Go to m.harvard.edu for the Harvard Mobile web app.

 
My Account
 
Site Search
 
 
“The Tenacious Book:” A Harvard Library Strategic Conversation

Vanessa Kam of the University of British Columbia shares findings on print and digital materials in art and architecture libraries.

 

May 6, 2014—Electronic images can be poor substitutes for images in print—one reason why art and architecture scholars continue to rely heavily on print publications despite a shift to digital.

Vanessa Kam, acting head of music, art and architecture at the University of British Columbia Library, joined a Harvard Library Strategic Conversation to share her findings from a study of the balance between print and digital in art and architecture collections.

“Given the state of art and architecture collecting today,” Kam asked, with print retaining its importance and electronic collections growing, “how might we go about forming a vision that will serve us and our users well into the future?”

Kam interviewed 14 librarians in the discipline at leading institutions, including Mary Clare Altenhofen, Amanda Bowen and Ann Whiteside at Harvard, as well as five publishers. She identified five main challenges facing art and architecture librarians interested in championing print:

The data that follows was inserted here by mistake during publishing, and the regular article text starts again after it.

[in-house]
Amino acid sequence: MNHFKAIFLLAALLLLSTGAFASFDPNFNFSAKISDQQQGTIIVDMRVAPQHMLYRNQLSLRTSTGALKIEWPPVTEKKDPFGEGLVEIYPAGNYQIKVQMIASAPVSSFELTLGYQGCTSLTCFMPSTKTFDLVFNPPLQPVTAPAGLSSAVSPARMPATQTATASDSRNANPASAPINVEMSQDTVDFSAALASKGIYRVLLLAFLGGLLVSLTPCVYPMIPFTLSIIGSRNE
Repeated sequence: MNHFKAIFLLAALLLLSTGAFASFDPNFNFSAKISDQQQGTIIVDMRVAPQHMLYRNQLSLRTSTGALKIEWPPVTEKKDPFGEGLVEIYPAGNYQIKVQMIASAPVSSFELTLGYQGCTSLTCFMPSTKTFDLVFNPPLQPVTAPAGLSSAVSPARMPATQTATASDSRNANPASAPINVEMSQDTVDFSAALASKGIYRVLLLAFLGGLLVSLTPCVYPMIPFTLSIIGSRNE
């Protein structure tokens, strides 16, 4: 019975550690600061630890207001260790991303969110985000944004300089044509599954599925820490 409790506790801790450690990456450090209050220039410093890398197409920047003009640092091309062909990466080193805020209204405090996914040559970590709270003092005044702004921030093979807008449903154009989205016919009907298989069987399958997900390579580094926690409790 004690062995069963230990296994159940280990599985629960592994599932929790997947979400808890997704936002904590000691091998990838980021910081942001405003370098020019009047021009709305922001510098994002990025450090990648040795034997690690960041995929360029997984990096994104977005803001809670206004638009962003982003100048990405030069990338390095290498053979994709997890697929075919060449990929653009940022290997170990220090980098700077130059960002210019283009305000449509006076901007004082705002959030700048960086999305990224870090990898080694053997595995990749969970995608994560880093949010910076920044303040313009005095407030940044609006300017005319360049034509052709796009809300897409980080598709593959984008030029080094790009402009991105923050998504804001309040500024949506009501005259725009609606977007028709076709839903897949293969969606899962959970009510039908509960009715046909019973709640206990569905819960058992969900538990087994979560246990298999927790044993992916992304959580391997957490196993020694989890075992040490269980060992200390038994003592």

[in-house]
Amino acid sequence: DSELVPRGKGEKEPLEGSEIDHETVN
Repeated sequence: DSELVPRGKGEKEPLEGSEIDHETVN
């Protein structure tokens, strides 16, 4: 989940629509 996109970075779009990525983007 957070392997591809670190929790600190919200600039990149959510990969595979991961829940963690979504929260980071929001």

• Staffing as staff hours shift from the acquisition/processing of electronic collections 
  • Shifts in budget priorities from print acquisitions to digital
  • Pressure from administrators to focus on e-content
  • Policies prohibiting collecting both print and digital copies of the same titles
  • Space planning and real estate costs

“The future of collections in our libraries is political for many of us,” Kam said. For example, the total cost of keeping a book on the shelf at a university in Vancouver is over $3 per year, per volume, which could decrease interest in keeping low-circulation volumes in prime library locations. Kam suggested that librarians who build collections convey art and architecture books as objects, not simply texts, and collections as a future museum of the art of the age. The return on investment will not be realized in current circulation, but by future researchers.

In closing, Kam suggested an active approach, noting that an answer can be found only by “seating ourselves at the table, throwing ourselves in the fray and sharing our strategies with one another.”

The Harvard Library Strategic Conversations series is designed to foster collaborative and open dialogue in hopes of informing the strategic direction of the Library and foster a culture of innovation, entrepreneurship and collaboration among staff, faculty and others in the Library community. It is funded through the generosity of The Bradley M. and Terrie F. Bloom Family Fund. Learn more and find upcoming events here.